Let’s Recognize and Affirm the Generosity of our Donors Before it’s too Late

Posted by Sr. Georgette Lehmuth, OSF on 6/30/17 2:33 PM

Lets Recognize and Affirm the Generosity of our Donors Before it’s too Late.jpg

Congress is currently addressing a number of critical issues which will impact the charitable community.  Changes in funding will in many cases, place greater responsibilities on the charitable sector to find additional resources where budget cuts will impact numerous programs. Concerns about healthcare reform are paramount for all of us. Tax reform is another area of similar concern for all charities.

Tax deductions play a crucial role in the success of the charitable sector.

It does not seem possible that as the United States celebrates one hundred years of inclusion of the charitable tax deduction provision, that our nation’s elected leaders are seriously considering its repeal or so seriously restricting it that it will be rendered ineffective.

There is plenty of great analysis out there to explain how the repeal or other drastic measures will impact the charitable sector.  It is imperative that our sector educates legislators and the general public about the significance of such changes. Our organization is a member of the Charitable Giving Coalition, whose sole focus is to retain the charitable deduction. We constantly remind our NCDC members to advocate for the deduction, as do so many other national charities and associations. There is little doubt that the repeal of the deduction would create serious consequences for the charitable sector in terms of millions of dollars in lost charitable contributions. This is very important to recognize.

Legislative changes present both a financial dilemma and a moral dilemma.

The obvious dilemma for our sector is that at the same time that the charitable deduction is under scrutiny in tax reform bills, Federal budgetary cuts in services will require charities to find even more resources to bridge the gap in funding and services to those most in need.  Simply put, the needs and numbers of those who use our services and assistance will increase at the same time that we may experience a decrease in giving.  This is more than just a financial dilemma. From my perspective, it is a moral national dilemma. As a nation, are we losing our moral integrity when giving to charity, which has been a hallmark of our greatness as a nation, is no longer encouraged and affirmed by its government. Is there not something wrong when large corporations can receive “tax break incentives” but we question providing incentives for charitable giving?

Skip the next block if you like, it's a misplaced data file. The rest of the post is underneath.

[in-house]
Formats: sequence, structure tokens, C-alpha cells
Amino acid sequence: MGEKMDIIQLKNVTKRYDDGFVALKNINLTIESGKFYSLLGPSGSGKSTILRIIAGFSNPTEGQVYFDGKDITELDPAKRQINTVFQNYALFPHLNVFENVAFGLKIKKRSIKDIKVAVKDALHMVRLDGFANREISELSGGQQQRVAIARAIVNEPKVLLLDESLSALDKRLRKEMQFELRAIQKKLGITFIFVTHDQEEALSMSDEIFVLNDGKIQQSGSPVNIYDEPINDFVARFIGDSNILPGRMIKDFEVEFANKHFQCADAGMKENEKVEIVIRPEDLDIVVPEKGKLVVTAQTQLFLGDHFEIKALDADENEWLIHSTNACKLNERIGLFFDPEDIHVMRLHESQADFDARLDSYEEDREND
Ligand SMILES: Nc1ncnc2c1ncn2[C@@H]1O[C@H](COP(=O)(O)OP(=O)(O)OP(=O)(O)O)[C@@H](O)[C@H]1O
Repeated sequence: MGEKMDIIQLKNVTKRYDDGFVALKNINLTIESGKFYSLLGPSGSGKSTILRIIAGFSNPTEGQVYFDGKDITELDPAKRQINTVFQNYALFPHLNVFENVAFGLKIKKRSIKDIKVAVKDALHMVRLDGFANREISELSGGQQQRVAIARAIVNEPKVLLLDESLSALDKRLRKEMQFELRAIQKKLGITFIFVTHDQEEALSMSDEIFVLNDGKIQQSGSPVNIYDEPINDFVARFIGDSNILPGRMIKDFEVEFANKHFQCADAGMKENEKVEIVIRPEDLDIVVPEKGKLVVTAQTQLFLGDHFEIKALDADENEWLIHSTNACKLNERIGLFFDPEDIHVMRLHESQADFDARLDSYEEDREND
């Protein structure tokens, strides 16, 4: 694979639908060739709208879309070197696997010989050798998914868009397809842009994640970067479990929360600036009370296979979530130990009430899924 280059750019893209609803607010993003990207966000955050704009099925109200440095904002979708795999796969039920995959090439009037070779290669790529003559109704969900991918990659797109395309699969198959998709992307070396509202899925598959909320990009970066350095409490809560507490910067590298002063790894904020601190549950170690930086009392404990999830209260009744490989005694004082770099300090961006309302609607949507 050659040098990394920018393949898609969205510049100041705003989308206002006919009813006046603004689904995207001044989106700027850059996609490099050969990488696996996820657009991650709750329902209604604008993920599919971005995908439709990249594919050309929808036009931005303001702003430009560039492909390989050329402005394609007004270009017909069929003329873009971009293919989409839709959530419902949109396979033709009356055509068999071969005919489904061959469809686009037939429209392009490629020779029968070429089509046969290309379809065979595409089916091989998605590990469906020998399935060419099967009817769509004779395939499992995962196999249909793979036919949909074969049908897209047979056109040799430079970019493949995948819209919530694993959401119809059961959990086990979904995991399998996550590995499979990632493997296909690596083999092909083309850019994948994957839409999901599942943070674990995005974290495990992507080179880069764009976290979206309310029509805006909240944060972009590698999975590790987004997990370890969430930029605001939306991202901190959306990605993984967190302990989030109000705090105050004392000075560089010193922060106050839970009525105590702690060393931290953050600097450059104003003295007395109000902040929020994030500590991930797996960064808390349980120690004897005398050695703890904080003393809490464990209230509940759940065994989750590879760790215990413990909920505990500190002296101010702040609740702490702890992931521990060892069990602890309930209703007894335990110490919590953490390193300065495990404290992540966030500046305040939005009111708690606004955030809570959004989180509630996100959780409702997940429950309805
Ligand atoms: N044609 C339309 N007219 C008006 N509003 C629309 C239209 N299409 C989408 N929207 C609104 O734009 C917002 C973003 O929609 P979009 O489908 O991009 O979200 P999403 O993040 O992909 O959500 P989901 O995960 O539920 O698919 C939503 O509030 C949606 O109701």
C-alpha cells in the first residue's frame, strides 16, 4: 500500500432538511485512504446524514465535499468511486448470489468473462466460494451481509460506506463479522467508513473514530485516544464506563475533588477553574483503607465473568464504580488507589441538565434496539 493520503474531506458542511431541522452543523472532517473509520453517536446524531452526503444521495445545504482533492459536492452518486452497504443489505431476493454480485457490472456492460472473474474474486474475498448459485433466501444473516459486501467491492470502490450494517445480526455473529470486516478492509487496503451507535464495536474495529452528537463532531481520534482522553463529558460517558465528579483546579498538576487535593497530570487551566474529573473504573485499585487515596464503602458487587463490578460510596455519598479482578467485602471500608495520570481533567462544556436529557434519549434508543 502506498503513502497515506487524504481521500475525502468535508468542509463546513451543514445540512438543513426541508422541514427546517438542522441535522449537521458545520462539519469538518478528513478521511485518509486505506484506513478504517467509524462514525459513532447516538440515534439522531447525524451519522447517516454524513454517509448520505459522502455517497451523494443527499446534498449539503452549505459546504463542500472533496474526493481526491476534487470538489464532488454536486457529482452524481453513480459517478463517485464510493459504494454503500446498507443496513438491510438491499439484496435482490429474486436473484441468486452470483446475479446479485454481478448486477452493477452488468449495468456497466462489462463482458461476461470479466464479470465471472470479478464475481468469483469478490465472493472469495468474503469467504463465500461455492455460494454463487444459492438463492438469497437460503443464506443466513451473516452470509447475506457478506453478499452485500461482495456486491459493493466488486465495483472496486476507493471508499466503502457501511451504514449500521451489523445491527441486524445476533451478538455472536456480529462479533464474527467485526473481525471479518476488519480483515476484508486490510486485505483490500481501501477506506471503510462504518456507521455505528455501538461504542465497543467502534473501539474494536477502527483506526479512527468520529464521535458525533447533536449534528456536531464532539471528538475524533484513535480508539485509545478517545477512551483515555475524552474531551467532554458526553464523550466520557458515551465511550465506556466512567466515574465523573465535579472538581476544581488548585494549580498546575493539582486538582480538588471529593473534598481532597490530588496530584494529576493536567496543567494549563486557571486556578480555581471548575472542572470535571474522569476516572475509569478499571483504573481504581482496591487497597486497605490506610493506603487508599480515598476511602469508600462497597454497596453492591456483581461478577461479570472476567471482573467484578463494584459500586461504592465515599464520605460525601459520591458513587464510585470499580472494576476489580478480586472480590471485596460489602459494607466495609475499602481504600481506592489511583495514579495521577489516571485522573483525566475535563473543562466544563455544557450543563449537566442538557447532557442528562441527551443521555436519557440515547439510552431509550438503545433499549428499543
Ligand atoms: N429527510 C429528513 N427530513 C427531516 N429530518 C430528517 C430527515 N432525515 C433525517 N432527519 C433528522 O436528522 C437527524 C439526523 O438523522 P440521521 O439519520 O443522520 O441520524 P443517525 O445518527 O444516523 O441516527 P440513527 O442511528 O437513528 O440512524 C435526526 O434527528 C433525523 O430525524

Our nation has a proud history of charitable giving.

In 1830 de Tocqueville wrote about his “daily astonishment” and the “immense works” carried out by an abundance of voluntary associations. Groups of ordinary people worked together to solve community problems.  The Giving USA Report that is published in June each year continues to indicate that the greatest percentage of money raised annually comes from individual personal gifts, not trust funds, foundations or corporations. It is estimated that more than 60% of Americans donate their time or resources. That is a higher percentage than citizens of any other nation in the world and by a wide margin.